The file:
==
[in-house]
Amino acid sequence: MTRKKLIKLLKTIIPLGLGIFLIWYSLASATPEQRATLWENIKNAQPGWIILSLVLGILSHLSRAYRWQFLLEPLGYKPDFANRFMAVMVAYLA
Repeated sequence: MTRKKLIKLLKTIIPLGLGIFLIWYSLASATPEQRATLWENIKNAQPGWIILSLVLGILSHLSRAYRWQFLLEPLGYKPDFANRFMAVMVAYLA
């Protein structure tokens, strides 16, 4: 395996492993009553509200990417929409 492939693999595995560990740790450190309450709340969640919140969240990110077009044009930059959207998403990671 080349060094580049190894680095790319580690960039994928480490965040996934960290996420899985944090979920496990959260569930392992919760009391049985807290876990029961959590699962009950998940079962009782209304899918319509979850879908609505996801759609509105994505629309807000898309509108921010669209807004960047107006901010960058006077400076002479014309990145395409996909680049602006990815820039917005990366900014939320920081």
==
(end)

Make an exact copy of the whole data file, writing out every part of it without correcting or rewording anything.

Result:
[in-house]
Amino acid sequence: MTRKKLIKLLKTIIPLGLGIFLIWYSLASATPEQRATLWENIKNAQPGWIILSLVLGILSHLSRAYRWQFLLEPLGYKPDFANRFMAVMVAYLA
Repeated sequence: MTRKKLIKLLKTIIPLGLGIFLIWYSLASATPEQRATLWENIKNAQPGWIILSLVLGILSHLSRAYRWQFLLEPLGYKPDFANRFMAVMVAYLA
């Protein structure tokens, strides 16, 4: 395996492993009553509200990417929409 492939693999595995560990740790450190309450709340969640919140969240990110077009044009930059959207998403990671 080349060094580049190894680095790319580690960039994928480490965040996934960290996420899985944090979920496990959260569930392992919760009391049985807290876990029961959590699962009950998940079962009782209304899918319509979850879908609505996801759609509105994505629309807000898309509108921010669209807004960047107006901010960058006077400076002479014309990145395409996909680049602006990815820039917005990366900014939320920081």